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The State

Big mother is watching with new laws in mind

Democratic proposals to regulate behavior draw Republican scorn.

March 08, 2007|Nancy Vogel | Times Staff Writer

SACRAMENTO — Sacramento -- Enjoy fast food? Like to light up while you watch the waves? Forget to sock away money for your kids' education?

Some California lawmakers want to change your ways. They've planted a crop of proposals this year -- "nanny" bills, as they're called -- that would:

* Restrict the use of artery-clogging trans fat, common in fried and baked foods and linked to heart disease, in restaurants and school cafeterias.

* Bar smoking at state parks and beaches, and in cars carrying children.

* Open a savings account, seeded with $500, for every newborn Californian to use at 18 for college, a first home purchase or an investment for retirement.

* Fine dog and cat owners who don't spay or neuter their pets by 4 months of age.

* Require chain restaurants to list calorie, saturated fat and sodium content on menus.

* Phase out the sale of incandescent light bulbs, which are less energy-efficient than compact fluorescent bulbs.

The debate has commenced in the Capitol: How far should government go?

The proposals are the brainchildren of Democratic legislators. Republicans, who say the sponsors are trying to parent the whole state, are having none of it.

"Could you imagine the founding fathers dealing with -- I don't know -- wearing a helmet when you're in the buggy?" said the Assembly's Republican leader, Mike Villines of Clovis.

"We all know you can't mandate behavior; it just does not work," he said. "It creates criminals of people for things that are not criminal behavior.... You can't legislate for stupidity."

Political scientists say legislative paternalism can be taken as a sign of economic success. It's "post materialist," said Bruce Cain, director of the Institute of Governmental Studies at UC Berkeley, because such measures are about quality of life, not survival.

"These post-materialist concerns may be ahead of the curve," Cain said. "Some of the things we did that seemed kooky 20 years ago are now widely accepted."

New York City made history in December by voting to eliminate trans fat from the city's 20,000 restaurants by July 2008. Nineteen Southern California cities ban smoking on city beaches, and it's illegal to smoke in a car with children in Louisiana and Arkansas.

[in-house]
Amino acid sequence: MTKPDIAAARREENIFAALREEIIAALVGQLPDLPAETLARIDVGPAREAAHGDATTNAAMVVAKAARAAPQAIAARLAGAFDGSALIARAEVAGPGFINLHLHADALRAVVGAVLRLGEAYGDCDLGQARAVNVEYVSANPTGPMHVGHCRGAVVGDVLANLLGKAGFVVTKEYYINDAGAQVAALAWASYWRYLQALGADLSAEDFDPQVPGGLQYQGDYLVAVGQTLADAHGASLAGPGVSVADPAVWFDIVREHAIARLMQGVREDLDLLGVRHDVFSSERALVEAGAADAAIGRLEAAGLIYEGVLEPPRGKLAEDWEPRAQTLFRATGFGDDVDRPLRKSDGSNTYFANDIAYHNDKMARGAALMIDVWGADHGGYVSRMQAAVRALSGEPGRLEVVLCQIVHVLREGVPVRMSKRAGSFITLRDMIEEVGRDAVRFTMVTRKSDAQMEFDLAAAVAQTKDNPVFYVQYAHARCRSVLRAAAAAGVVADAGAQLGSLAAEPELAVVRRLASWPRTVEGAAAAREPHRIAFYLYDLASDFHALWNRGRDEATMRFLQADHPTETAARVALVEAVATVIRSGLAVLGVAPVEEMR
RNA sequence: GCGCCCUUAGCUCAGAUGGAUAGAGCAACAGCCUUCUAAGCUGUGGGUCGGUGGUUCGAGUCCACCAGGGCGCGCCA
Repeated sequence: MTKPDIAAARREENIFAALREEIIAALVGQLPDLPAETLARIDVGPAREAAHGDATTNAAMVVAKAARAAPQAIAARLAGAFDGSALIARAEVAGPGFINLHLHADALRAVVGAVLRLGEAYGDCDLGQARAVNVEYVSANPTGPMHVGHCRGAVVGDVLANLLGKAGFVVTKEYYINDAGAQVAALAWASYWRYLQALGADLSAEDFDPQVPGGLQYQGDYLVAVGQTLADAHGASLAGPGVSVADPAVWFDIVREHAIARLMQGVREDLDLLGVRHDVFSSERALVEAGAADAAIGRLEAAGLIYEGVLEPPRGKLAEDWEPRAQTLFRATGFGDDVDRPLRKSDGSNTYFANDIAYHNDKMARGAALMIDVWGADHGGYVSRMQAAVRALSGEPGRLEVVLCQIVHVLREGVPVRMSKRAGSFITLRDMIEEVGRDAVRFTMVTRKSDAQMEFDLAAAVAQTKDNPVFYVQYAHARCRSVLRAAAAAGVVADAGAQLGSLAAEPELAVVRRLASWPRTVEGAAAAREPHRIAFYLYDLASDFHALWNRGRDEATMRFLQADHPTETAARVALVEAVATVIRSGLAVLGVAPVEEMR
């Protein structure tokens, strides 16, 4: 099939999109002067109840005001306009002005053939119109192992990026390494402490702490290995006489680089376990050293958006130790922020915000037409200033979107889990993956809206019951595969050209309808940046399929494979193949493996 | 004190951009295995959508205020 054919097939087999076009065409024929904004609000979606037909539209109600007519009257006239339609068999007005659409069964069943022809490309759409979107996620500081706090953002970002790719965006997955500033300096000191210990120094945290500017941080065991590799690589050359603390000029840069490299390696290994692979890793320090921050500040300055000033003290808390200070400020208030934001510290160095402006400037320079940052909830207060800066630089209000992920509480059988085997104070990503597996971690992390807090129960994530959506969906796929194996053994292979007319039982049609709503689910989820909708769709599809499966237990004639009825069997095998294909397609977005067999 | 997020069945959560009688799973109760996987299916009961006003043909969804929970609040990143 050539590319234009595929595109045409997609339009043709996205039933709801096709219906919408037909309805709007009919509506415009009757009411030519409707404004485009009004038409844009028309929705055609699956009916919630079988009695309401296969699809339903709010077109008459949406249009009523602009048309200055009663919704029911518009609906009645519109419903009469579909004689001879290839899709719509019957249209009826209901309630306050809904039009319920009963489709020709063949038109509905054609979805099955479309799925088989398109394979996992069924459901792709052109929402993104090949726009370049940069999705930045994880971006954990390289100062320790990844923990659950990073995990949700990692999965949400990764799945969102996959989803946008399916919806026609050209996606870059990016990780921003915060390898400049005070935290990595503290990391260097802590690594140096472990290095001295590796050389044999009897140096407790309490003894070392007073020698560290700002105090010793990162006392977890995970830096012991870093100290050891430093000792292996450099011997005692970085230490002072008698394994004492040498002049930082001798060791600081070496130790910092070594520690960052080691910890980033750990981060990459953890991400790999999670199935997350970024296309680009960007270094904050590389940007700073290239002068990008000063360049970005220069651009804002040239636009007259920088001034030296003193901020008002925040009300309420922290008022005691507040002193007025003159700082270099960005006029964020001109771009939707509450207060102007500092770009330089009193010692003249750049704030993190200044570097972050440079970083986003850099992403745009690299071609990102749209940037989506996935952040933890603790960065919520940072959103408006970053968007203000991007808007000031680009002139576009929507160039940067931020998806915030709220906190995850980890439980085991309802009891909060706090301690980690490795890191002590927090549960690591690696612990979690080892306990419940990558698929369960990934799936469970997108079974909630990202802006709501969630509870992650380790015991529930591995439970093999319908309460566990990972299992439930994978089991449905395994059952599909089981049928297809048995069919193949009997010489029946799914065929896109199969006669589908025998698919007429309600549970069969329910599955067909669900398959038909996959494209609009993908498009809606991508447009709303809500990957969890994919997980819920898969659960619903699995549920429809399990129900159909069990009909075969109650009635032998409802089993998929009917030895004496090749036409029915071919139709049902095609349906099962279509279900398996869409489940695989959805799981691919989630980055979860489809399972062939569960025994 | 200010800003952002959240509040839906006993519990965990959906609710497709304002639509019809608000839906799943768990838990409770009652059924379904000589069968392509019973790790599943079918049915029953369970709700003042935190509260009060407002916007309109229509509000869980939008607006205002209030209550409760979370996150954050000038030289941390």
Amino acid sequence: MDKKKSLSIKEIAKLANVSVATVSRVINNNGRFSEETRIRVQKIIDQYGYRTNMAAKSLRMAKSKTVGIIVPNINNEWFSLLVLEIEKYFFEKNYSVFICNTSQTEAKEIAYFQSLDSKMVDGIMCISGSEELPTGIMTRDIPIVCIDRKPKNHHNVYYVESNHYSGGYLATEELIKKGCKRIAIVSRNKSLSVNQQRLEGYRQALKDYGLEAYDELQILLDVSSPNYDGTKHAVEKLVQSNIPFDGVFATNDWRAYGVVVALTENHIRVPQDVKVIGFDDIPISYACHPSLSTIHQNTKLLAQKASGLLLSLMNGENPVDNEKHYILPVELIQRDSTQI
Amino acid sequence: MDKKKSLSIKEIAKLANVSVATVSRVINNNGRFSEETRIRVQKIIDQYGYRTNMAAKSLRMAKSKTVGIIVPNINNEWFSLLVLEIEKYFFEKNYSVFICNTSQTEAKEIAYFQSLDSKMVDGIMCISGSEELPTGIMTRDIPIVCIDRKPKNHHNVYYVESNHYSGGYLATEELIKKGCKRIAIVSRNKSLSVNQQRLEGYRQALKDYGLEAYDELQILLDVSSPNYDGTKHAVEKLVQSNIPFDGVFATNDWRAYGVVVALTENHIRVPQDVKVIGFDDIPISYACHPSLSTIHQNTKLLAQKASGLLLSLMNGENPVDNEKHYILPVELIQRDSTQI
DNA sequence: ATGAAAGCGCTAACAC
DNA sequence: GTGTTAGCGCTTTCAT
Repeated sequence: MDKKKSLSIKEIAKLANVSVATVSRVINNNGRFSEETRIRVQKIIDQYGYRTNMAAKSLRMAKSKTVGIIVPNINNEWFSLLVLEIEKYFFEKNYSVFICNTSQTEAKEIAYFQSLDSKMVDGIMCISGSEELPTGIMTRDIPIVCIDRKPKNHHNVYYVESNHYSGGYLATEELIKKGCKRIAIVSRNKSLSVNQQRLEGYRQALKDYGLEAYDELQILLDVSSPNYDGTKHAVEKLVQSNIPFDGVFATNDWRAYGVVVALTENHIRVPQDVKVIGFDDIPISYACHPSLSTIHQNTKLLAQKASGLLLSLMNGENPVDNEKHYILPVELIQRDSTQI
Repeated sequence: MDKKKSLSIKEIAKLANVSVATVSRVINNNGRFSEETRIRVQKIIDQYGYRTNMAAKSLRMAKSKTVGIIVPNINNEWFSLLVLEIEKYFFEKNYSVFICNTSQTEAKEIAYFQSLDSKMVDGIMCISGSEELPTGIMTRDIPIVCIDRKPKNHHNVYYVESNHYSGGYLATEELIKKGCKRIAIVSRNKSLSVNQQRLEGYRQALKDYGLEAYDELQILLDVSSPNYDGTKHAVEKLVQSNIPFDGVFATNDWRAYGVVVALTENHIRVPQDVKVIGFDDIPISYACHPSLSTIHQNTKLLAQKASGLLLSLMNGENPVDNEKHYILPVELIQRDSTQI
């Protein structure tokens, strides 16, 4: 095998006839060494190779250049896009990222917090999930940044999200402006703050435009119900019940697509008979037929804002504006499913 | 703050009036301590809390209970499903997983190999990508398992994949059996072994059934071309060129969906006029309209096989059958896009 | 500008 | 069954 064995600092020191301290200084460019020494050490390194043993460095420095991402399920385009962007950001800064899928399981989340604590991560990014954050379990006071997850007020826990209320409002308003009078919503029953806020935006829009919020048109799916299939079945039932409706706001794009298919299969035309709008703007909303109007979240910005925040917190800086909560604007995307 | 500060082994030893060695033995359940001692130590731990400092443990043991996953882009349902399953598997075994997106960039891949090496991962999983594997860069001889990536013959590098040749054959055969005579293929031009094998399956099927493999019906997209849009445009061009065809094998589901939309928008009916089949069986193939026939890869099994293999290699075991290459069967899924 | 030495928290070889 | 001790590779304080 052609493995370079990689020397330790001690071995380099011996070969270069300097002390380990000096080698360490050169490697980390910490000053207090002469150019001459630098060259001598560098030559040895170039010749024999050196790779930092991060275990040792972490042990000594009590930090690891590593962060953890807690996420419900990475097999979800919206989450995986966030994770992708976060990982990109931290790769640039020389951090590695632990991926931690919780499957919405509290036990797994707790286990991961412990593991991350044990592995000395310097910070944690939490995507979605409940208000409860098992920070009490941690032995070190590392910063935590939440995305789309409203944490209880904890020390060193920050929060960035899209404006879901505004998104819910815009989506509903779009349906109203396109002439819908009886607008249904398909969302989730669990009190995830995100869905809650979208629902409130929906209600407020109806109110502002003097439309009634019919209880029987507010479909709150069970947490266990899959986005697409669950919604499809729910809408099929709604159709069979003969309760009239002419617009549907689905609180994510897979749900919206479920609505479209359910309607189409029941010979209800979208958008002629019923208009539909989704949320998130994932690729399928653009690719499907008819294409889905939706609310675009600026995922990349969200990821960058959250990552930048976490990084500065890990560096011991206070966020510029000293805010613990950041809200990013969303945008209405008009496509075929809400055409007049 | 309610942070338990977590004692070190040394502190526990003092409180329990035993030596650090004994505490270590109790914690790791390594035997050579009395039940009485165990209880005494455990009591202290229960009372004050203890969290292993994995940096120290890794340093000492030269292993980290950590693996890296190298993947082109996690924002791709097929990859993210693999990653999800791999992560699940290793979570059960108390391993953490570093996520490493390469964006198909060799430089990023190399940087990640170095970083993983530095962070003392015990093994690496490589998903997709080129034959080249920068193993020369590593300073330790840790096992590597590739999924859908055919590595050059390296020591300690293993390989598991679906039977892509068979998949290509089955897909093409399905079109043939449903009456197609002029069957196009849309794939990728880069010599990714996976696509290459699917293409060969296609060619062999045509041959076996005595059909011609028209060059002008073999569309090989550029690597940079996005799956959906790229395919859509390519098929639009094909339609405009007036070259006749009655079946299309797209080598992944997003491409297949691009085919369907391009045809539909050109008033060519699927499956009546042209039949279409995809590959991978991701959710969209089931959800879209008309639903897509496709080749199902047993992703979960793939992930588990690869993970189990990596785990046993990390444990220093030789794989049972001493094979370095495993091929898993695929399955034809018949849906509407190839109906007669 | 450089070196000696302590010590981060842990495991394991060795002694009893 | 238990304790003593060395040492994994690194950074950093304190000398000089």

Australia recently moved to end the sale of incandescent light bulbs, and 15 countries ban all corporal punishment of children.

Last year, Rhode Island became the first state to require cat owners to spay or neuter their pets or buy permits. And since 2005, the United Kingdom has opened investment accounts for its newborns.

But that doesn't mean Californians -- often the pioneers on such things -- will follow.

One lawmaker has already tripped on the threshold of public tolerance.

After Assemblywoman Sally Lieber (D-Mountain View) told a reporter in January that she intended to propose a ban on the spanking of children younger than 4 years, news spread around the world. Lieber's office was deluged with calls and e-mails, some expressing support but most voicing outrage.

Lieber's fellow Democrats refused to back her, and last week she retooled her measure to allow spanking but make it easier to prosecute parents who hurt children.

Lieber said she welcomed the attention -- good, bad or uninformed.

"Maybe some people get confused and think [spanking] is already illegal," she said, "which would be great."

Some lawmakers see "nanny" legislation as life-or-death decisions on behalf of their constituents.

"Trans fat kills," said Assemblyman Tony Mendoza (D-Artesia), who proposes banning trans fat from restaurants, grocery store delis and school cafeterias by July 2009. "We have a responsibility to protect the public from harmful products."

Moreover, Mendoza said, "the cost of healthcare is an issue for everyone. If we can lower the incidence of diabetes and heart disease, it will help everyone."

To encourage more healthful choices, Sen. Alex Padilla (D-Pacoima) introduced the measure that would require restaurant chain menus to include nutritional information.

Sen. Jenny Oropeza (D-Long Beach) would make it illegal to smoke on a state beach or in a car with a child. "A lot of people don't realize the full impact" of second-hand smoke on the immature lungs of a youngster, she said.

"I'm not into going into people's homes and telling them what to do, but when it comes to children and those who cannot stand up for themselves, I do draw a distinction," she said.

It's easy to move away from somebody smoking on a beach. But "why should we have to?" Oropeza said. "They have a right to smoke. The line is drawn where their smoke affects someone else."

Assemblyman Lloyd Levine (D-Van Nuys) likewise defends his proposal to ban mutt owners from breeding their dogs. Owners of purebred, registered dogs and cats could buy a breeder's license under his legislation.

"Am I taking away your right to indiscriminately breed a dog," he said, "or am I helping everybody else whose tax dollars go to pay for the shelters that house unwanted animals?"

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